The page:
Wednesday, June 3, 2015

Morgan Griffith: It's About the Constitution

From U.S. Representative Morgan Griffith's E-Newsletter:

"It’s About the Constitution

The Constitution – Still Relevant

The Senate debate on collecting all our phone data has been interesting.  Hopefully the American people have a better understanding of their rights and of the importance of the Congressional power to check the Executive branch.
Government Control of Water – An Update

On May 27, the Obama Administration announced it had finalized its Clean Water Rule, commonly known as the Waters of the United States (WOTUS) rule.

Proposed by the Environmental Protection Agency (EPA) and the U.S. Army Corps of Engineers, this controversial rule redefines the scope of waters protected under the 
Clean Water Act.  In doing so, it vastly expands EPA’s authority over various wet areas.

According to 
U.S. News and World Report, “The Clean Water Rule reportedly upholds exemptions for agriculture.  However, some tributaries that may be dry for prolonged periods but feed larger waterways when flooded will be covered by the new rule, federal officials said.”

In other words, a dry branch that only gets water during a gully washer or a spot in your yard that gets squishy during “prolonged” rain could now be subject to EPA regulation and control.

Many mines are being shuttered, and now the EPA wants to control our land as well.  It is my opinion this taking, if not paid for by the federal government, is 
unconstitutional.”

Also, it should be noted the American Farm Bureau Federation says the changes to the final rule are little more than window dressing.

Others share my concerns.  Last May, I joined 230 Members of Congress from both sides of the aisle in urging the EPA and the Army Corps of Engineers to withdraw their overreaching WOTUS rule.  More recently, on May 12 of this year, the House of Representatives passed the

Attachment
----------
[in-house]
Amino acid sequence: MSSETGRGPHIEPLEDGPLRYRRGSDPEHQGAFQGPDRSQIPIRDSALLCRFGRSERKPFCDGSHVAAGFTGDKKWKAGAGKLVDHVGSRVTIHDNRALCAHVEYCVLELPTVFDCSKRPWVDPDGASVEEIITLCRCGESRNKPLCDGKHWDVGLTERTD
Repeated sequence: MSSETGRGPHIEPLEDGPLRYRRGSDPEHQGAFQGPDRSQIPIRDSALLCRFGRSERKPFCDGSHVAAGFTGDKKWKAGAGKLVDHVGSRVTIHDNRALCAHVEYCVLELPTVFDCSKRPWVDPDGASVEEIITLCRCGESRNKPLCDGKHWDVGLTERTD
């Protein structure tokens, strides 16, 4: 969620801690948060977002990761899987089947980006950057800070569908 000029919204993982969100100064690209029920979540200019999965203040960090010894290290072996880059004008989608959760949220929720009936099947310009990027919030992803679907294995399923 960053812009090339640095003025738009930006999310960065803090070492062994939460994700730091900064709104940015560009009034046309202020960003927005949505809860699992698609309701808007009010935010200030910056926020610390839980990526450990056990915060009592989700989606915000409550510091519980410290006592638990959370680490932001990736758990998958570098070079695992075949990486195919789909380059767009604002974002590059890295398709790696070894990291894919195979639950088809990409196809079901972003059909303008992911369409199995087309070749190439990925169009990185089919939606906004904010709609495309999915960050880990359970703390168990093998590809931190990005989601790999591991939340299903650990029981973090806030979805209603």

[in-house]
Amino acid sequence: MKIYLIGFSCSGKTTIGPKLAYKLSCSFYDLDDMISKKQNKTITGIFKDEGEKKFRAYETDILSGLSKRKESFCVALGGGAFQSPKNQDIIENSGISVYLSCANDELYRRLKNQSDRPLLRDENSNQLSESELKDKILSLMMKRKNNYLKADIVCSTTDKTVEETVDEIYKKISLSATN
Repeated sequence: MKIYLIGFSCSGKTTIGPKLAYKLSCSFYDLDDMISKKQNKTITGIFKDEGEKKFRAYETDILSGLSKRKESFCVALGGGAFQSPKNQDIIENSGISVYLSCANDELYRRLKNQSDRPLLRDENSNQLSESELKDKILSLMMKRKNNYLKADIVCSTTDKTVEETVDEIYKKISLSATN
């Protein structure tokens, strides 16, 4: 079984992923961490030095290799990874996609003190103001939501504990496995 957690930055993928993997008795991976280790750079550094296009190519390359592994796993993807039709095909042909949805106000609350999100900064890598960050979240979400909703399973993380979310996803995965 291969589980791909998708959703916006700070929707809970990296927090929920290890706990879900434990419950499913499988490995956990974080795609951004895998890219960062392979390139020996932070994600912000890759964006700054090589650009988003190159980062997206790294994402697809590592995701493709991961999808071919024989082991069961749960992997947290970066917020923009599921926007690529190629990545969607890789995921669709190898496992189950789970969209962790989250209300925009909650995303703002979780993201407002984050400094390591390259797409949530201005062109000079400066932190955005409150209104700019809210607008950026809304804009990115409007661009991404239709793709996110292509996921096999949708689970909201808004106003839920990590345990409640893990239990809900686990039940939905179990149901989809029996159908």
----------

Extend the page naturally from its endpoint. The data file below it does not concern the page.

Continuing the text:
Regulatory Integrity Protection Act (H.R. 1732), which would require the EPA to withdraw this rule.  I supported this bill, as did 24 House Democrats.  Additionally, 3 Democrat Senators have joined 27 Republican Senators in signing on in support of a different bill that also would restrict the WOTUS rule.

I remain opposed to the WOTUS rule, and will continue working to fight this and other overreaching EPA actions.
The Constitution and Obamacare – An Update

Last week, a U.S. judge held the first major hearing regarding the lawsuit brought about by my colleagues and I in the House involving Administration actions in the implementation of the Obamacare health care law.  We believe the Administration has unlawfully bypassed Congress while implementing Obamacare.  As 
Reuters notes, “At issue are executive changes authorizing Treasury payments to healthcare insurers without the funding being agreed by Congress and delaying implementation of the law's employer mandate, which required employers with more than 50 employees to provide healthcare coverage.”

The Administration last week argued this lawsuit should be dismissed, contending the House lacks standing to sue.  “So it is your position that if the House of Representatives affirmatively voted not to fund something ... then that vote can be ignored by the administration, because after all, no one can sue them?” asked Judge Rosemary Collyer of the U.S. District Court for the District of Columbia.  “I want you to explain ... why it's not an insult to the Constitution?,” she also said.

Judge Collyer had not decided on the standing issue before her last week, nor did she say when she expects to rule.  Regardless, as a Member of the House of Representatives, it is my sworn duty to protect the rights and freedoms afforded us by our Constitution, and to steadfastly defend our system of checks and balances.  It doesn’t matter whether I like the law or whether the President likes the law.  Once passed by Congress and signed into law, it is the President’s job to faithfully execute the law unless changed by Congress.
A Government Gun Registration List?

More than two thousand bills have been introduced this Congress.  Some of these bills might earn my support.  Others I would certainly oppose.

Consider the recently-introduced 
Firearm Risk Protection Act (H.R. 2546).  According to the Washington Times, “…The Firearm Risk Protection Act would subject gun owners to a $10,000 fine if they ignored a mandate for liability insurance before obtaining a weapon, The Hill reported Friday.”

This bill is a backdoor way of creating an 
unconstitutional” government gun registration list.  Put simply, I would strongly oppose and fight against this legislation.

If you have questions, concerns, or comments, feel free to contact my office.  You can call my Abingdon office at 276-525-1405 or my Christiansburg office at 540-381-5671.  To reach my office via email, please visit my website at www.morgangriffith.house.gov.  Also on my website is the latest material from my office, including information on votes recently taken on the floor of the House of Representatives."